theruck

Posts: 425   +248
Good to know. I like learning stuff. (y) (Y)

But I meant the jump from the last 486, the DX2 which actually came out after the first Pentium 60 but even with a 40 MHz lead was completely dominated by the Pentium.

The 1000 and 5000 series was 3 1\2 years apart.
as you like learnig, the last468 was a dx4 120MHz
 
That’s a fallacy. Intel had 6 core mainstream i7s out just a few months after Ryzen launched. These products take 5+ years to develop. To claim AMD forced Intels hand is simply incorrect. Maybe they forced Intel to launch a few months ahead of time. But they were going to give us 6 cores regardless of Ryzen or not.

You want to thank AMD for Intels chips and that’s a bit bizarre. You could argue that Intels dominance finally forced AMD to pull their finger out to make Ryzen. You ought to thank Intel for that lol.
I respect your response and agree in principle, however, it supports my argument, intel always had 6, 8, 10 and 12 cores, they just didnt stack it the way AMD offered it, in this way, AMD forced intel to give us 6,8 and 10 cores in the mainstream segment. Earlier that was reserved only for HPC on x99 and x299 platforms for an arm and a leg I might add.

this is good for the industry and at the end of the day the consumer wins.

Personally, after all the shinanigans that intel pulled trying to push AMD out, I am done supporting a company that puts the industry and consumers last.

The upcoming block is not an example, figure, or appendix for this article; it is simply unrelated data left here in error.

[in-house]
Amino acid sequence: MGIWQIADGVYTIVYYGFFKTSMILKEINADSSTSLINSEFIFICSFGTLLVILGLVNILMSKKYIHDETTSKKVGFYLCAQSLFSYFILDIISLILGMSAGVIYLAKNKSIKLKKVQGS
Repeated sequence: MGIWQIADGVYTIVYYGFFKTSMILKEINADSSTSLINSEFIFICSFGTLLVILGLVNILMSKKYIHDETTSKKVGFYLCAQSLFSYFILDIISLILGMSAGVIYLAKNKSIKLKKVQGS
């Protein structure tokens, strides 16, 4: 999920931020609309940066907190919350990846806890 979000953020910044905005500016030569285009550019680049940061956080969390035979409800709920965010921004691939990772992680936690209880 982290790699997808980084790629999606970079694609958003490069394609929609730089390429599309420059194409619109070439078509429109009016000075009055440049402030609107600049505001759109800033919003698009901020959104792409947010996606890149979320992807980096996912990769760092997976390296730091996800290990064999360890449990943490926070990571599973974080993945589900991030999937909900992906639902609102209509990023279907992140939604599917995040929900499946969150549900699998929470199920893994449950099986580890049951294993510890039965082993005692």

The fact remains, AMD pushed the industry in a way that saved consumers at least a decade of possible further stagnation.
 

Sausagemeat

Posts: 1,036   +863
I respect your response and agree in principle, however, it supports my argument, intel always had 6, 8, 10 and 12 cores, they just didnt stack it the way AMD offered it, in this way, AMD forced intel to give us 6,8 and 10 cores in the mainstream segment. Earlier that was reserved only for HPC on x99 and x299 platforms for an arm and a leg I might add.

this is good for the industry and at the end of the day the consumer wins.

Personally, after all the shinanigans that intel pulled trying to push AMD out, I am done supporting a company that puts the industry and consumers last.

The fact remains, AMD pushed the industry in a way that saved consumers at least a decade of possible further stagnation.
It’s also a fact that prices of mainstream socket CPUs have nearly tripled since 2017. In 2017 the 7700K was the most expensive chip in Intels mainstream socket and cost $300. Now if you look at Ryzen 5000’s launch last year, the cheapest part in the mainstream socket was $300 - the 5600X and the 5950X was $750.

Im not trying to say that competition is bad, it’s good. But AMDs intentions are just as dishonourable as Intels. These companies are just as bad each other, neither care about you, they just want your money. AMD in particular have massively ramped up pricing the moment they got a performance edge over Intel and Intel cut its prices in the mid to low end to recoup the money. It’s like they just swapped places.